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Year: 2017  Vol. 21   Num. 1  - Jan/Mar
DOI: 10.1055/s-0036-1587318
Original Article
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Role of Monocyte Count and Neutrophil-to-Lymphocyte Ratio in Survival of Oral Cancer Patients
Saurabh Bobdey, Balasubramaniam Ganesh, Prabhashankar Mishra, Aanchal Jain
Key words:
oral cancer - prognosis - survival - monocyte - neutrophil-to-lymphocyte ratio

Introduction Inflammation seems to play a critical role in the development and progression of numerous cancers. Peripheral blood leukocyte count is an easily assessable parameter of systemic inflammatory response.

Objective The aim of this study was to investigate whether the pretreatment leukocyte counts can predict the prognosis of patients with oral cavity cancer.

Methods Medical records of 471 oral cavity cancer patients diagnosed between January 2007 and December 2008 were retrospectively analyzed. Receiver operating characteristic curve analysis and Cox proportional hazards analyses were applied to evaluate the associations of leukocyte counts with overall survival.

Results The overall five year's survival of the cohort was found to be 49.4%. On univariate analysis, elevated monocyte count (≥500/mm3) and neutrophil-to-lymphocyte ratio (NLR) (>2.38) were associated with poor overall survival (OS) (p = 0.001 and 0.000, respectively). Multivariate Cox proportional hazard analysis showed that higher monocyte and NLR levels were significant independent predictors of worse OS (HR = 1.385, 95% CI = 1.049 - 1.829; p < 0.05 and HR = 1.392, 95% CI = 1.045 - 1.855; p < 0.05, respectively). The advanced overall stage and lymph nodal involvement were also independent indicators for poor OS.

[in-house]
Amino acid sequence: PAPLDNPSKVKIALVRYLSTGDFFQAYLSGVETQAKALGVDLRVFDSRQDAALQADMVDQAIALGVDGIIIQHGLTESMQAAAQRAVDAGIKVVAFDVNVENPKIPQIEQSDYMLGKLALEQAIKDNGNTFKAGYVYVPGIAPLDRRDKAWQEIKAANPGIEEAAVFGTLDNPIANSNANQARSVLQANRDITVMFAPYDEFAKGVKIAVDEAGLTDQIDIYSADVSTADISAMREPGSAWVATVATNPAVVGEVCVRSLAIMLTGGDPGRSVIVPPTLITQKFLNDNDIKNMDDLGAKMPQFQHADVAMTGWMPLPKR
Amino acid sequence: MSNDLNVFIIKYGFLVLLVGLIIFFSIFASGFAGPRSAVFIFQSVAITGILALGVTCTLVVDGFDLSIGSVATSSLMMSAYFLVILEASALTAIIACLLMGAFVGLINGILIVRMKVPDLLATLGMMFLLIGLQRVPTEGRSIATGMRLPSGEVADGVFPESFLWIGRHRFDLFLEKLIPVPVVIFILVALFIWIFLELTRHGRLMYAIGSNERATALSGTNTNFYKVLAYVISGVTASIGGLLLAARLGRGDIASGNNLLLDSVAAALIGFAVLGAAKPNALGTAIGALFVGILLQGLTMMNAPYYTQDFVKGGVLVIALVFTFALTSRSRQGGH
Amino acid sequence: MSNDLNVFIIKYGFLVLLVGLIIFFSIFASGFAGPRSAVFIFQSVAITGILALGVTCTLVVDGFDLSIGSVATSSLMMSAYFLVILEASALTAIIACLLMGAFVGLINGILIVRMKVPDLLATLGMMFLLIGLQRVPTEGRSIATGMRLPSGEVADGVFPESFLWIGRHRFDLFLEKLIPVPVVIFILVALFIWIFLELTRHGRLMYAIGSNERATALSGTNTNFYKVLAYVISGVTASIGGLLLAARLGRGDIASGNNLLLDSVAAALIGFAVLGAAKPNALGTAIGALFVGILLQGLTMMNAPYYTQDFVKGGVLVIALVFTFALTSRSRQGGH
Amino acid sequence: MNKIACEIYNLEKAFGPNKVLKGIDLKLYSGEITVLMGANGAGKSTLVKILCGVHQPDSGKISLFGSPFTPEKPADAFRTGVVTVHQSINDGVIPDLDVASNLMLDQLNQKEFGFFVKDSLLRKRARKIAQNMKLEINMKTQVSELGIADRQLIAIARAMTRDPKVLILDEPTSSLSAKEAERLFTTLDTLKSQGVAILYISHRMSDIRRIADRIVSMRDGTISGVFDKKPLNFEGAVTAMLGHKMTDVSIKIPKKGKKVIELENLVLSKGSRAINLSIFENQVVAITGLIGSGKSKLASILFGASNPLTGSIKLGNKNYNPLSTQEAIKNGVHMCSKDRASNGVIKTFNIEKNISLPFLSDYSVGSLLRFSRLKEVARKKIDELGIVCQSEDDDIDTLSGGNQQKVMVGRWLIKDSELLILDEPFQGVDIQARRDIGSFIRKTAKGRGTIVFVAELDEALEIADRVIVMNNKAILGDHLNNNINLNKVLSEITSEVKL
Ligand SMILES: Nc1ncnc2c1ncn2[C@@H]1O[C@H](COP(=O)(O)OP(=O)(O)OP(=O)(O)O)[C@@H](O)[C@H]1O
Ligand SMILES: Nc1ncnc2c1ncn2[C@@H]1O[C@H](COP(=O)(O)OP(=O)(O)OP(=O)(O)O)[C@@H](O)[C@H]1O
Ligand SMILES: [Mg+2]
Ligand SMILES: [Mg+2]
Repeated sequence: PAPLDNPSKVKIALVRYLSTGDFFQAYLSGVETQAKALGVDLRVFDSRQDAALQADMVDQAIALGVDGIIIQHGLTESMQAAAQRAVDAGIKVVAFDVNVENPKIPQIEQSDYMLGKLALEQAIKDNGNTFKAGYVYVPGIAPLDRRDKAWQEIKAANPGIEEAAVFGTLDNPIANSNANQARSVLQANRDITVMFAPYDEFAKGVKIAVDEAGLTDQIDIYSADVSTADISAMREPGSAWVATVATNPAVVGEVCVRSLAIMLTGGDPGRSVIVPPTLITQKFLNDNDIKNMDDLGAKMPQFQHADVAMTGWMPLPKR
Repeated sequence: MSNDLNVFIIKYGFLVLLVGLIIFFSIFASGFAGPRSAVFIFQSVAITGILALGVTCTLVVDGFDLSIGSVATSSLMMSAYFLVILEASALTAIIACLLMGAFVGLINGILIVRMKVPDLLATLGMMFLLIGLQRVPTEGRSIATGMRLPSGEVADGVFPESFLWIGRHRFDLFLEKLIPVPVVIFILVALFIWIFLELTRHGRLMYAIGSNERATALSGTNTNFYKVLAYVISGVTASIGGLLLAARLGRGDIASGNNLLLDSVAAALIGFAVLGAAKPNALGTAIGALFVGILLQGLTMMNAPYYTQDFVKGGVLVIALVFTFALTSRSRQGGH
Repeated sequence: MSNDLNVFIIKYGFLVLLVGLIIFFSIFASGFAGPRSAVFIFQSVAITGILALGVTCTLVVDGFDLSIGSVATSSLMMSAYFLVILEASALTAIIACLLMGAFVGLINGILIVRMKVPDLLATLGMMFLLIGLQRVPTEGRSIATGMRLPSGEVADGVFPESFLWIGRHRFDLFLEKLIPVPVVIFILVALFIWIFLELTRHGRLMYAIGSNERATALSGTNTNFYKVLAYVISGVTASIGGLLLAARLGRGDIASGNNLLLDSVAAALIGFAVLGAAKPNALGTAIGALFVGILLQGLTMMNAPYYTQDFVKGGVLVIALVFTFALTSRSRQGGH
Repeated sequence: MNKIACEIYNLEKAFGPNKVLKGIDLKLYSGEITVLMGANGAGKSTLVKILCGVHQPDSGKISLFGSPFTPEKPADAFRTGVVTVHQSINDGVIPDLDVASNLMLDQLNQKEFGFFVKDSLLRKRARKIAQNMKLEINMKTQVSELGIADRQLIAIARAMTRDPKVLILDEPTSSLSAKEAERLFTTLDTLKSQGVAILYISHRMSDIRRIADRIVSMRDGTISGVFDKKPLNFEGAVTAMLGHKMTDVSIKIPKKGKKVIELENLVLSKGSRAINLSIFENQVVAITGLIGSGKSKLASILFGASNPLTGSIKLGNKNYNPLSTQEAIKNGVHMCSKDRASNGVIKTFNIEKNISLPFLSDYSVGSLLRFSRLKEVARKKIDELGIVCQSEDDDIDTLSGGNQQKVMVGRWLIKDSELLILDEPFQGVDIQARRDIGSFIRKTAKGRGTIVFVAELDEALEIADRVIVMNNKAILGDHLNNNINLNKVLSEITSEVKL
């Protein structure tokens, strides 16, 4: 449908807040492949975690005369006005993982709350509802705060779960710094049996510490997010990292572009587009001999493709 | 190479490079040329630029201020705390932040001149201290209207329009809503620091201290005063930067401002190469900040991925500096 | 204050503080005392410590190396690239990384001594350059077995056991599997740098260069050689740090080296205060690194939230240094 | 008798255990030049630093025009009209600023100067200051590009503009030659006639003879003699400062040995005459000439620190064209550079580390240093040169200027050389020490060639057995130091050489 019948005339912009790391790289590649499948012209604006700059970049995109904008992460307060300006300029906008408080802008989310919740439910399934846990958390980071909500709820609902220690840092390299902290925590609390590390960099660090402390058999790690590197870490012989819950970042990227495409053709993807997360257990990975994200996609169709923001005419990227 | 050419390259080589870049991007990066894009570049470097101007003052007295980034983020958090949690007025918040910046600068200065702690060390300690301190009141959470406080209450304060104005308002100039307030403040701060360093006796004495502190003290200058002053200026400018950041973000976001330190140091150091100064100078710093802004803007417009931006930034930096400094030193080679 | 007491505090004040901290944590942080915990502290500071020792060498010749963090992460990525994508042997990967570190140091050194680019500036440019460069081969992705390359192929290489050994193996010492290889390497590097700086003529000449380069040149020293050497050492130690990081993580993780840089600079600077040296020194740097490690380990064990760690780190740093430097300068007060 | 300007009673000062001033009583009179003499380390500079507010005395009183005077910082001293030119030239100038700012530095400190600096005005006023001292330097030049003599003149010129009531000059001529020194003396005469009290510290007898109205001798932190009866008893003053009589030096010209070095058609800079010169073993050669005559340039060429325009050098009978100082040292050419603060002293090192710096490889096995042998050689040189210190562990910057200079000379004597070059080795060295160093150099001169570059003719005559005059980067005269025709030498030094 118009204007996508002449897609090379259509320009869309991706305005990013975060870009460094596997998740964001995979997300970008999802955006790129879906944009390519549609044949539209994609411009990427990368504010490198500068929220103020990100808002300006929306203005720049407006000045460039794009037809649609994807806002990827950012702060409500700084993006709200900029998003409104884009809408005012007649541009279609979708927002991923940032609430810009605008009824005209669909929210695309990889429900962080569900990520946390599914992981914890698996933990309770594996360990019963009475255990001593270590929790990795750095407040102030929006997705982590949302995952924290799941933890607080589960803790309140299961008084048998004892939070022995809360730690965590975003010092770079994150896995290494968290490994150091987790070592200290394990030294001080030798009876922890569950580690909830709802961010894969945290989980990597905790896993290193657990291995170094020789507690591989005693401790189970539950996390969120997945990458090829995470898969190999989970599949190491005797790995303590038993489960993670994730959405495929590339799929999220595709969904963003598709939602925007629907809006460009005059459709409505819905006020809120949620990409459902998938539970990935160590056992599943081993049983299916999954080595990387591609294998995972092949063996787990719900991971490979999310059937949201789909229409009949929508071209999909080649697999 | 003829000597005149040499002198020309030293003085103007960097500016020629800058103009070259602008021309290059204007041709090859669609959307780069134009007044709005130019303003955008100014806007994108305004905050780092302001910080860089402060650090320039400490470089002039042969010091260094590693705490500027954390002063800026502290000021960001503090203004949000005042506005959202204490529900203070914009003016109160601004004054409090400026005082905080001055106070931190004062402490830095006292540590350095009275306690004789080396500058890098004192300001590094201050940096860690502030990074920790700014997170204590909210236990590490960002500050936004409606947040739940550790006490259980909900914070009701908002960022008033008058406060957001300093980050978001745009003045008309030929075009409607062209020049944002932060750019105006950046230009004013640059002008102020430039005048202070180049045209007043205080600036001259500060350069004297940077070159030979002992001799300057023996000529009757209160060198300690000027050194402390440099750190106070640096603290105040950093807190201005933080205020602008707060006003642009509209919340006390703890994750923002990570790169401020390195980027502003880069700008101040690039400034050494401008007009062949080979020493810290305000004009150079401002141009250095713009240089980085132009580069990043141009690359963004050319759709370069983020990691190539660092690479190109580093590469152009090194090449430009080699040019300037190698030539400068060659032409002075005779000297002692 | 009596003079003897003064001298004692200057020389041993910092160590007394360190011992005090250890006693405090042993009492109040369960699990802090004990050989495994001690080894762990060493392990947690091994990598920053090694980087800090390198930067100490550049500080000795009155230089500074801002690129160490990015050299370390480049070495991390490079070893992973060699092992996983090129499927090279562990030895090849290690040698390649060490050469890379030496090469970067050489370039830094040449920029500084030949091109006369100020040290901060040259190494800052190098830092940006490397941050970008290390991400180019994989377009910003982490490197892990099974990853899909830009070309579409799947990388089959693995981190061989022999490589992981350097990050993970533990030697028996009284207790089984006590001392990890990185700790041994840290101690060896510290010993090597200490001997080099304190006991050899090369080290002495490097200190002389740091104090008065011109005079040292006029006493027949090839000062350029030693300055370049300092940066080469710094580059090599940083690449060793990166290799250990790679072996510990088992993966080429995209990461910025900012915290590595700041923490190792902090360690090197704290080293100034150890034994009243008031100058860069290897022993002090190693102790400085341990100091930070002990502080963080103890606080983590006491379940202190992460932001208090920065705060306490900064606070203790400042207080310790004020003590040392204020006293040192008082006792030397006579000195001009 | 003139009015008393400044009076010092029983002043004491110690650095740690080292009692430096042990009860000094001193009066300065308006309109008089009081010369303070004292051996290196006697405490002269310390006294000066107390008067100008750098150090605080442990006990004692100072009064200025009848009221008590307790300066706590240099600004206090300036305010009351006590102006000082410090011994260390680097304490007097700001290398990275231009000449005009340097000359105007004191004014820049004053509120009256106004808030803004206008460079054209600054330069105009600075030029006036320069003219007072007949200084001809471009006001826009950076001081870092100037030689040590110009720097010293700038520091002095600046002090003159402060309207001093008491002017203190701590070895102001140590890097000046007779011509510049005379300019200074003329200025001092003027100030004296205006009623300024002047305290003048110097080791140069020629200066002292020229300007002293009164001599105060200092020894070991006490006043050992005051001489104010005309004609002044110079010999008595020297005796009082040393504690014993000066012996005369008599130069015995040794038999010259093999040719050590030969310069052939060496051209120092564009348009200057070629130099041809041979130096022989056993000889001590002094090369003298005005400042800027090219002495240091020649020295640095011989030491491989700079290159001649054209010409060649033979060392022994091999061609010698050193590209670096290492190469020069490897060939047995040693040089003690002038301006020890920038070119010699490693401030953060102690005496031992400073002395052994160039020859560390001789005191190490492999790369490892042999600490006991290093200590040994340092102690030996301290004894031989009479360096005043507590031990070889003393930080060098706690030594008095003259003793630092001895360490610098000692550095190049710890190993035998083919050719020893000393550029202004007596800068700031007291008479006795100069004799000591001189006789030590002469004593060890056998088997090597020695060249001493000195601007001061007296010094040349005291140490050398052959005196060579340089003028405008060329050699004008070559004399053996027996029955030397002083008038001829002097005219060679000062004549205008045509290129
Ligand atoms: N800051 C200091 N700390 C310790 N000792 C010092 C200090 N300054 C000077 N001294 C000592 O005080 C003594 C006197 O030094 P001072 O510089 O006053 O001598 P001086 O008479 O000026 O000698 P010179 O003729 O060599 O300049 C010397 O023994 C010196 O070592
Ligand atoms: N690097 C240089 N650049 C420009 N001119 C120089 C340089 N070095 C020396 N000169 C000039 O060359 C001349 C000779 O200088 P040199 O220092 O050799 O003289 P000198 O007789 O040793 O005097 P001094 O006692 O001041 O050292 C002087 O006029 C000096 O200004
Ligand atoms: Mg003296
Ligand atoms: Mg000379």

Conclusions Higher pretreatment monocyte and NLR levels are independent predictors of poor prognosis for patients with oral cavity cancer. Thus, these easily accessed variables can serve as a potent marker to predict the outcomes of oral cancer patients.



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